Jim repeatedly told me that he found it mind-boggling the way I could make complex subjects so understandable, and the knack I had for distilling difficult legal ideas down into ordinary language.  Add to that my word processor skills, and I had hit a grand slam for him.

I am not exaggerating.  I of course told Jim that he was my new best friend forever.  Despite my dream that I really look like Claudia Schiffer, I actually have no ego tied up in my looks.  Indeed, the only thing that I’m genuinely egotistical about is my writing.  Praise that, and I will love you forever.  Jim has definitely established himself in my mind as a brilliant, insightful man with a heart of gold.

Much as I appreciate (really appreciate) Jim’s kind words, he’s not the final arbiter here.  The judge is.  Now it’s a wait and see thing to see (a) whether the judge thinks my brief is as brilliant as Jim did and (b) whether the judge will decide, brilliant brief or not, that the plaintiff has over-stayed his welcome in the judge’s courtroom.  The law is very strongly against kicking out plaintiffs if anything can be pulled out of a complaint, no matter how badly written.  After four tries, though, the judge may say, “Enough!”

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Comments

  1. jj says

    Just keep in mind that the judge is most likely a semi-functional illiterate, so when he reacts by saying something like “dawk?” it doesn’t ruin your day.

  2. Mike Devx says

    Book, your post got me to visit Mr Conservative for the first time in several months.  I see MrC (Cyrus Massouli?) has changed his website’s look and feel again.  I really like it!  He is very aggressive in figuring out – and then implementing as fast as possible – exactly what works, isn’t he?  I have nothing but admiration for his savvy.
     
    Too bad he’s such a difficult personality.  All of us here in Book’s domain should be unabashed fans of his, and yet, most of us wouldn’t give him the time of day, he’s so “difficult” in his personal interactions.
     
    Anyway, kudos for a job well done on the lawyer front!  There are few things more satisfying than taking on a task, or set of tasks, like you did, and just nailing them to 100% perfection!  That is a wonderful feeling!  And then to be recognized and applauded by knowledgable others (your peers!) for the worth of your efforts!  Enjoy that big huge warm fuzzy!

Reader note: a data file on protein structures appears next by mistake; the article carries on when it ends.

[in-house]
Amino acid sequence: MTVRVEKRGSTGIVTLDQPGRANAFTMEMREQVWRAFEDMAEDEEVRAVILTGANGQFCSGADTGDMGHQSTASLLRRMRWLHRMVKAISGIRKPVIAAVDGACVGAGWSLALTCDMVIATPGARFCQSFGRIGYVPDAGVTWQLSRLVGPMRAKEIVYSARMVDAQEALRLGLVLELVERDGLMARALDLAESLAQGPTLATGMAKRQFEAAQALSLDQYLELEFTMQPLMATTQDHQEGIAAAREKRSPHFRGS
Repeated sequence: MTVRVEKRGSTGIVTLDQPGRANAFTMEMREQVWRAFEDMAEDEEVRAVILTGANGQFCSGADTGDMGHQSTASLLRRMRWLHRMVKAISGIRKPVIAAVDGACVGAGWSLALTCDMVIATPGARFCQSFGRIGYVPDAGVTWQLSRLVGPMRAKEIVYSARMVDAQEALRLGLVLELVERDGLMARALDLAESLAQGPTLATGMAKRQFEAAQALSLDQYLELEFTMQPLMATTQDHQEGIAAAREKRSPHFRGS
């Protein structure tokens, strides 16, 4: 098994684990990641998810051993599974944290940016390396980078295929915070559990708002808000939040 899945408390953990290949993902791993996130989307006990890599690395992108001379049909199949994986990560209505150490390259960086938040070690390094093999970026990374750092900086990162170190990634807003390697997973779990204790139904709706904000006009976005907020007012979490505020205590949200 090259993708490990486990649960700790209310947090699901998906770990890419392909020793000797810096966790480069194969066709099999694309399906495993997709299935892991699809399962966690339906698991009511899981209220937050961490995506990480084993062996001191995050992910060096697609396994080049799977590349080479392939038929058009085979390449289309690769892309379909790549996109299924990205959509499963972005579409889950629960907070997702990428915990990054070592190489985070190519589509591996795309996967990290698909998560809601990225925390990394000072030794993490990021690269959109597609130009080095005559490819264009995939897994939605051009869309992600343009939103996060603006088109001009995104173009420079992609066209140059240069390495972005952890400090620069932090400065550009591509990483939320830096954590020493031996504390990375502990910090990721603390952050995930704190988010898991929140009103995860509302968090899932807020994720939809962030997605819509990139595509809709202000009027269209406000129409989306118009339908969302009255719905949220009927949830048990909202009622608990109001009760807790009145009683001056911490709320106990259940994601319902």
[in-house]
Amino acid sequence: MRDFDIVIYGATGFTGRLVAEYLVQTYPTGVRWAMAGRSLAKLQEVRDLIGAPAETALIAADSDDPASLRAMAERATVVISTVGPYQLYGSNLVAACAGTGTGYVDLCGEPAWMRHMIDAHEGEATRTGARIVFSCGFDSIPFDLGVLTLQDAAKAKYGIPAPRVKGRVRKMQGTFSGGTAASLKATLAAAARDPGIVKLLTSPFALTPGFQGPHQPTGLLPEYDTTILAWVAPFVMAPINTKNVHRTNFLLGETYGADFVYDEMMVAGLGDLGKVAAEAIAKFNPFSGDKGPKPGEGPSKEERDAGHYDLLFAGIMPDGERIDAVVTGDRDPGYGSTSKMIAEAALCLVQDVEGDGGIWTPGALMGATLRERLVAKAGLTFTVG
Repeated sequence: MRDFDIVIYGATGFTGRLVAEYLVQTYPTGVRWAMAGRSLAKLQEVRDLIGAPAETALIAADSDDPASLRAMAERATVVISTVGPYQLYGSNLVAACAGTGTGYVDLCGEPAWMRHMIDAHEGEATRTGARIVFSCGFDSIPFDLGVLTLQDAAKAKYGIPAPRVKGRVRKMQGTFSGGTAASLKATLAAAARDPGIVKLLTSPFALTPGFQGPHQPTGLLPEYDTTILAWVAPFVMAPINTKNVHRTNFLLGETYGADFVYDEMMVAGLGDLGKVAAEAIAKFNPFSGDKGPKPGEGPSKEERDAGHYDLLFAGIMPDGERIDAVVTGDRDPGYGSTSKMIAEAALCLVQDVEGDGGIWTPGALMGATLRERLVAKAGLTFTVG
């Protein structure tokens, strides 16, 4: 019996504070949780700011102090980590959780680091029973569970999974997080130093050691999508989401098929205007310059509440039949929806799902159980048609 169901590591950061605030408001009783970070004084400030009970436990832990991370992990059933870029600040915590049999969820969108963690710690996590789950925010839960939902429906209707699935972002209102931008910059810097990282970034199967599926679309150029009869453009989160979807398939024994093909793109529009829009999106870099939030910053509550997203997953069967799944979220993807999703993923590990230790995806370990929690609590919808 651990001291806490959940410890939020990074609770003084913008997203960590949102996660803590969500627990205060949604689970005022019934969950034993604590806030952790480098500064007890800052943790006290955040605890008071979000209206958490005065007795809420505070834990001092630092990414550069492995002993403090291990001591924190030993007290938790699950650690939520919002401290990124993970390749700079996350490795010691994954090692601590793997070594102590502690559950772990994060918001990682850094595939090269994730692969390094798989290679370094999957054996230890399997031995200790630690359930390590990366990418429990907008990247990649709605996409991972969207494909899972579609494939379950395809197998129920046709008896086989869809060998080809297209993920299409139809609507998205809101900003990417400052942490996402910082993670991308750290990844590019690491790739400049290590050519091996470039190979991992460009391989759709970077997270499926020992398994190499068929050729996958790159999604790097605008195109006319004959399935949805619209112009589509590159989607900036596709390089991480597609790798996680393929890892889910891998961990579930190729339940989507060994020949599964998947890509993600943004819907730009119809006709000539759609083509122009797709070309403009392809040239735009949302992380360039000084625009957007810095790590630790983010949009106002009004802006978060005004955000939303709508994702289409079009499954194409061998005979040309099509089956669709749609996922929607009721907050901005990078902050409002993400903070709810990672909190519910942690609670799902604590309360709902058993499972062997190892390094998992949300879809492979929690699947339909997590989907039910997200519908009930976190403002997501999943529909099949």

3. Texan99 says

    Bravo!
    I can’t claim to be getting the same results, but you and I seem to have stumbled into exactly the same niche in the legal profession:  taking a pile of verbiage and turning it into a file-ready brief on extremely short notice for an office caught in a staffing crunch.  It surprises me how many offices want this service.  A lot of lawyers get off on the negotiation or the courtroom work but don’t enjoy writing and editing.
     
    There’s even an advantage to parachuting into the process at the last minute.  It’s more likely that your version will be comprehensible to a judge who’s equally unfamiliar with the dispute.  Most briefs are too long, too rambling, and too much like insider baseball.  They need a catchy soundbite in the first paragraph, but usually bury the lede instead.

  4. says

    Texan99:  Your last paragraph is exactly my theory about writing.  I assume judges are bored, overwhelmed (they often have up to 20 motions per morning in the Bay Area) and, sad to say, none too bright.  Wait, I take that last one back.  The problem in the Bay Area isn’t brains, it’s that they’re blinded by ideology.  If you represent a bank against an individual, you lose.  End of story.

  5. says